It will be appreciated that the foregoing construction provides a relatively simple yet effective absorber for exercise or ergometric apparatus. A particular advantage is that variations of torque load versus speed in no way interfere with the cube law of the absorber, hence the ability to arrive at an energy absorption value from the rotational speed of the absorber by a simple cube law calibration is maintained. A further advantage is obtained in that, given the variations of absorption from machine to machine due to production tolerances, these variations can be compensated for and accurate calibration achieved by very simple means of adjustment of air absorber flow.

It will be further appreciated from the foregoing description that the invention provides an effective and versatile energy absorber for use with a wide variety of exercise machines. The basic module can be varied in several ways to suit particular circumstances and may be arranged to operate with a single machine or it may serve a plurality of different machines as required.

Variations alterations, modifications and/or additions may be introduced into the constructions and arrangements of parts previously described without departing from the spirit or ambit of the invention as defined by the appended claims.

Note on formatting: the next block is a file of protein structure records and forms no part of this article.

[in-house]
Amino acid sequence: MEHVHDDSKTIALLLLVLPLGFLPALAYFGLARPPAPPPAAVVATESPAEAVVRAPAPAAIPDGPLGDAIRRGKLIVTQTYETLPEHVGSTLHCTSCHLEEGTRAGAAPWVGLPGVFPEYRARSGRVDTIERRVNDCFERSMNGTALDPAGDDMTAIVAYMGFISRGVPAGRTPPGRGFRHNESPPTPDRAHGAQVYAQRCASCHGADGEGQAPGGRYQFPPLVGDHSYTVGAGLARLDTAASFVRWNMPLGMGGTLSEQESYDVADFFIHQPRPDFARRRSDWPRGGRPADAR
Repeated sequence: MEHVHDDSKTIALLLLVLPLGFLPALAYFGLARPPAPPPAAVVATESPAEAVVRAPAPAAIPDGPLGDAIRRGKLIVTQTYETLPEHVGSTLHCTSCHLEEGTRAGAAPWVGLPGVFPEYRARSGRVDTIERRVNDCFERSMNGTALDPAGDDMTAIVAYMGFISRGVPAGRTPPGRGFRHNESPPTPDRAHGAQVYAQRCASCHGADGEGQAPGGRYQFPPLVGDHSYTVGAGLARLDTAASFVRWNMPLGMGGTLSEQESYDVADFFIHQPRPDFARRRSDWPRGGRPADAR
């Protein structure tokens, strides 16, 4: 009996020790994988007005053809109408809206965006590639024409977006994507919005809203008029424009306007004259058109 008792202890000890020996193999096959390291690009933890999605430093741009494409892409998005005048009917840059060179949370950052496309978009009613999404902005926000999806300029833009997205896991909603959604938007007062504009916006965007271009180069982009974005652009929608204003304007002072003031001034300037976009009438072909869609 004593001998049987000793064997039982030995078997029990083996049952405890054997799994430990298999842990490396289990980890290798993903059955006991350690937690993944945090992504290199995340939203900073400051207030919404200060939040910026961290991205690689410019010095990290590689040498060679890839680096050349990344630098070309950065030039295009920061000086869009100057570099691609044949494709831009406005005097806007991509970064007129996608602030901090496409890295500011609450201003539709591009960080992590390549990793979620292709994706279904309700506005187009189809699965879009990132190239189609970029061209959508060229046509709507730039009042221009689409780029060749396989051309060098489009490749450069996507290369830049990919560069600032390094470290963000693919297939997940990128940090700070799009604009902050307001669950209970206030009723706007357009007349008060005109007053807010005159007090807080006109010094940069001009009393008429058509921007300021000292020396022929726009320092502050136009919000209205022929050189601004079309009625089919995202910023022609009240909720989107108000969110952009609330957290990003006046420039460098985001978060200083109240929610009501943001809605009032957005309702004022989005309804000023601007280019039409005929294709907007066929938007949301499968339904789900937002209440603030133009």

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Classifications
U.S. Classification482/8, 482/901, 482/59, 482/73, 482/56
International ClassificationA63B21/008, A63B21/00
Cooperative ClassificationY10S482/901, A63B21/157, A63B21/153, A63B21/0088, A63B2220/76
European ClassificationA63B21/15G, A63B21/15F4, A63B21/008C4
Legal Events
DateCodeEventDescription
Nov 4, 1997FPExpired due to failure to pay maintenance fee
Effective date: 19970827
Aug 24, 1997LAPSLapse for failure to pay maintenance fees
Apr 1, 1997REMIMaintenance fee reminder mailed
Feb 25, 1993FPAYFee payment
Year of fee payment: 8
Jun 5, 1989ASAssignment
Owner name: PD LICENSING LIMITED
Free format text: CHANGE OF NAME;ASSIGNOR:PACIFIC DUNLOP FINANCE LIMITED;REEL/FRAME:005126/0593
Effective date: 19890105
Feb 17, 1989ASAssignment
Owner name: PACIFIC DUNLOP FINANCE LIMITED, LEVEL 23, 500 BOUR
Free format text: ASSIGNMENT OF ASSIGNORS INTEREST.;ASSIGNOR:REPCO LIMITED;REEL/FRAME:005091/0195
Effective date: 19881028
Oct 28, 1988FPAYFee payment
Year of fee payment: 4
Jun 23, 1983ASAssignment
Owner name: REPCO LIMITED, 630 ST., KILDA ROAD, MELBOURNE, VIC
Free format text: ASSIGNMENT OF ASSIGNORS INTEREST.;ASSIGNOR:HOOPER, LINDSAY A.;REEL/FRAME:004149/0740
Effective date: 19830616